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  7. Terrible (but great) close (middle and beginning too). The whole piece is wonderfully integrated-- that is, very whole and coherent-- and there is a wonderful slant rhyme as well as a direct rhyme going on, which may be part of what ties it up so beautifully even as it describes this great unraveling. What a terrible series of events. I am so sorry to hear of the quakes especially--someone in some red state (Utah?) was saying how we could have double the carbon and isn't it a good thing anyway the earth is warming? Crazy. But aside from that--there is a wonderful irony here-- as your dancers are quite honorable, but there is this other dancing going on--the hurrahs! I won't say last hurrahs--and whether they are imitating Orion--my sense is that their gaze is not in fact oriented towards the stars--they are dancing crazily enough. Thanks.k.

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    1. Thanks, k. The rough title for this was dancing with the stars, actually, but I decided against it. Those in denial will never get it, and today the Obama administration guaranteed millions in government loans for the first new nuclear reactor in the US in decades. Very depressing. Appreciate you taking time to read and comment.

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    2. Agh--I had not read about the nuclear reactor! It makes me think about Nixon in China! I think it would have been hard for, let's say, Carter to open it up--for all sorts of reasons, and I guess people will never see conservation as a step forward much less something that doesn't involve major contractors. Terrible.

      I am always more than happy to read! Thanks for the opportunity and the inspiration. I am unfortunately working mainly on memos at the moment, but making some kind of progress nonetheless. k.

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  8. we must live in the world we create...or allow to be created around us...yes, we do draw ever closer to a reality that is very scary...a raping of the land and a techno-police force....dance while we can...the imagery of orion coming down in the beginning is great...i did not know that about the earthquakes...following the link to read up...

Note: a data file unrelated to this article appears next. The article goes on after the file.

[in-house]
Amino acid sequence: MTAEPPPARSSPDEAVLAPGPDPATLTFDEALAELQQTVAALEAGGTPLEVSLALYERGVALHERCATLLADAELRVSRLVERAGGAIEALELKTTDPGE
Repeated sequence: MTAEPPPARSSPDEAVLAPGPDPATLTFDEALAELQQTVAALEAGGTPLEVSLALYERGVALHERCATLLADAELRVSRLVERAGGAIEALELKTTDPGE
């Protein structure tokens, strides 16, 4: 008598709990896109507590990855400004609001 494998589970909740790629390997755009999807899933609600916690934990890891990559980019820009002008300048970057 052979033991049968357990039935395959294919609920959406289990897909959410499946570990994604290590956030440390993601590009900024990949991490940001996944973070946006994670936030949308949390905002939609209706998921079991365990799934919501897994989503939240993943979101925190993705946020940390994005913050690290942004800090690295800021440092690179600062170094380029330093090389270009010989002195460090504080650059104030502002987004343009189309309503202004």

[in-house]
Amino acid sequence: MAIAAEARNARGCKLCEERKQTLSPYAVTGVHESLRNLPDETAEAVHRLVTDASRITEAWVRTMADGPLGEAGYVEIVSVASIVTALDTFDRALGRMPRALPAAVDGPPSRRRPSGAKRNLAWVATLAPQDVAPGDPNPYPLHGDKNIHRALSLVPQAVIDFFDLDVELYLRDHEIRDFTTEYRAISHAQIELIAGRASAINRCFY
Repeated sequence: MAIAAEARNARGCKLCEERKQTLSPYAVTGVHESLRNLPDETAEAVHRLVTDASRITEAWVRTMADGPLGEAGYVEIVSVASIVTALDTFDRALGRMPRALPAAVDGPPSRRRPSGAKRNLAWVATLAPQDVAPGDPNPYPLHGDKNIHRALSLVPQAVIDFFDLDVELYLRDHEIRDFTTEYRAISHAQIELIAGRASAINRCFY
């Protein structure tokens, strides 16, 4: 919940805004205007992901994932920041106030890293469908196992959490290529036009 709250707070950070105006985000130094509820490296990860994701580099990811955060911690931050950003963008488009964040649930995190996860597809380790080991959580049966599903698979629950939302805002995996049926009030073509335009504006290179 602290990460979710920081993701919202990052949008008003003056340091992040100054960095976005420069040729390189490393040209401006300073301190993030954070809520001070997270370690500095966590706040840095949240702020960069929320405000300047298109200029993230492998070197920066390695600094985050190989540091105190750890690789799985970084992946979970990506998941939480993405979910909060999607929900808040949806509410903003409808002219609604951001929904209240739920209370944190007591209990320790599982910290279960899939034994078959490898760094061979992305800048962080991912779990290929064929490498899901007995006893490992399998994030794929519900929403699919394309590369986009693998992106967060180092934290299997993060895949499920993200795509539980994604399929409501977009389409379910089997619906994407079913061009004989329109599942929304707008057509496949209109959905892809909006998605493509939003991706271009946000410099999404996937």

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    1. Thanks bri--if you follow the link, you can scroll down the page for miles, just for the record of quakes in the last seven days. there are so many balloons on the google map it looks like a hot air ascension. My husband has looked online for nearby high-pressure injection drilling in the area, but all *those* maps have gone offline and are supposedly 'unavailable at this time.'

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    2. i saw that when i looked last night...wow...
      funny how those maps disappear as well when the shiznit starts hitting the fan...

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    3. Yeah, funny how that works...thanks bri.

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  9. Hey! This is brilliant, I didn't expect any less of you, actually. :)))) Thanks for writing to prompt, this is great, I'm glad you did. I love the photo choice and the final verse, perfect way to close it.

    Kisses. <3

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  10. This is incredible .. the last stanza? I fell in love! Oh my.

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  11. Again, another piece laced with brilliance. The second an ending stanzas really bring it home for me. I don't understand why we would need another nuclear reactor...didn't Chernobyl or what happened in Japan teach us anything? It makes more sense to harness the sun and wind to give us power.